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Monday, 5 November, 2001, 12:48 GMT
'Robust' scheme brings better behaviour
Electronic tagging
Offenders are tagged and given night-time curfews
Tailor-made penalties to keep young offenders out of trouble are showing early signs of success.

Several teenagers have already been put on the Intensive Supervision and Surveillance Programme (ISSP) launched in east London by Home Secretary David Blunkett in July.

It's methods include tagging and night time curfews.

The Youth Justice Board (YJB) says the scheme is gathering pace and reports several early success stories.


The ISSP is no soft option. It gives magistrates a robust alternative to custodial sentences

Home Office minister Beverley Hughes
A YJB spokesman said a 14-year-old joyrider from Newham, east London, who was the first in the country to be put on an ISSP, has made great progress.

He said: "Youth offending team workers have noticed an immediate change in his behaviour because of the night-time curfew with an electronic tag.

"He is home by 9pm and getting a full night's sleep, rather than hanging out with peers until the early hours.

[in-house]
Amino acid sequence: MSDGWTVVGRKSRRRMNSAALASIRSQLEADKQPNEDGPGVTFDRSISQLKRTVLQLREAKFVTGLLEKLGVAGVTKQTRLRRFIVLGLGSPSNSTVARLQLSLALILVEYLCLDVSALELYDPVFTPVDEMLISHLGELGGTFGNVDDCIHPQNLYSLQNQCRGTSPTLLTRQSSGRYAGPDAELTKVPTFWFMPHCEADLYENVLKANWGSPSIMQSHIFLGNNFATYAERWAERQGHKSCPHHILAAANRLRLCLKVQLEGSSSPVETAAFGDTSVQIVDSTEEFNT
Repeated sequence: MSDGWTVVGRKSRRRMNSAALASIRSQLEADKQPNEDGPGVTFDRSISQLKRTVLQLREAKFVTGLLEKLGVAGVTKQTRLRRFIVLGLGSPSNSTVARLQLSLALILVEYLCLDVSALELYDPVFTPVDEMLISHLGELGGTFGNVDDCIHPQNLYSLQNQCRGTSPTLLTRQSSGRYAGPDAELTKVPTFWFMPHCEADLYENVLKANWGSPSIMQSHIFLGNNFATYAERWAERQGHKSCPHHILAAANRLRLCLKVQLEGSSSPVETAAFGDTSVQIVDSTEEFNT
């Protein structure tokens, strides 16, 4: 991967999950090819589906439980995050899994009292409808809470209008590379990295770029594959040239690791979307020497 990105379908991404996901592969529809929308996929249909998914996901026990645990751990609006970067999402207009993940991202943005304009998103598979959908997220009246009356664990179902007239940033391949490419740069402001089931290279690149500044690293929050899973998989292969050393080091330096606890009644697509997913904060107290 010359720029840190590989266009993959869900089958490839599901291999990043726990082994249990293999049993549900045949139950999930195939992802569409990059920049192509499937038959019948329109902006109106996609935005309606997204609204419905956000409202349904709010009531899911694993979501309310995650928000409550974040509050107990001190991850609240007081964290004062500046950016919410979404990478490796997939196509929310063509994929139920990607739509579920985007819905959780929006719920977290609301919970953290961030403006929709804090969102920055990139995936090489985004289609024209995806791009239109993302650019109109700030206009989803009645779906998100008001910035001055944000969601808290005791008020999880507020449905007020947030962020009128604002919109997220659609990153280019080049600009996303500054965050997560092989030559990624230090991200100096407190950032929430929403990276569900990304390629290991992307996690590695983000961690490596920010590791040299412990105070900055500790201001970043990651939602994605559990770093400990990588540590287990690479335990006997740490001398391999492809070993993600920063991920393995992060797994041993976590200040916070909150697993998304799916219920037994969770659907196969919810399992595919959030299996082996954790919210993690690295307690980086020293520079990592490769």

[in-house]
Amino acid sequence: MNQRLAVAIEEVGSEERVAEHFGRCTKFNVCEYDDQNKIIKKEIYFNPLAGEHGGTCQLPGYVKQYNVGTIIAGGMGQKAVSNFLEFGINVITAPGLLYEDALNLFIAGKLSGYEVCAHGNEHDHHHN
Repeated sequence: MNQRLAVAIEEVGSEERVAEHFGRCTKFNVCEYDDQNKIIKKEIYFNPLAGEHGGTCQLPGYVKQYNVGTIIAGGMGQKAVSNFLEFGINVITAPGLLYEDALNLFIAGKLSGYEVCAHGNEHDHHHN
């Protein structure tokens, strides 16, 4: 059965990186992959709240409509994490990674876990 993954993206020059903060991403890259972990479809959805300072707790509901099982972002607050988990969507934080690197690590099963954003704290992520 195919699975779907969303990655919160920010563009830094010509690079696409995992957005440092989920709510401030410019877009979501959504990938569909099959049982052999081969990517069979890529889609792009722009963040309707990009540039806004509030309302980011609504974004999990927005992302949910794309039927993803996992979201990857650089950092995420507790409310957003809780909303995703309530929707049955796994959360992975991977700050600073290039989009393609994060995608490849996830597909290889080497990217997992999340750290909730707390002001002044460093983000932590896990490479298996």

"He arrives for his supervision and activities half an hour early."

Individual schemes

The scheme, which allows social workers to design individual programmes for offenders, was set up in 41 areas across England and Wales with a 45m investment.

Some youths are electronically tagged and others have to respond to telephone calls, which verify their voice patterns.

This checks they are where they are supposed to be at certain times of the day.

Another 17-year-old boy from Rotherham, who has convictions for motoring offences, assault, burglary and criminal damage, is following a programme which includes a 28-hour motor vehicle course and literacy classes.

Home Office minister Beverley Hughes said: "The ISSP is no soft option.

"It gives magistrates a robust alternative to custodial sentences and remands for young hardcore repeat offenders - ensuring they are not just punished, but also made to take responsibility for their actions."

The ISSP's progress will be discussed at the Youth Justice Board's annual convention in London later this week.


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See also:

23 Aug 01 | UK
Youth justice: How it works
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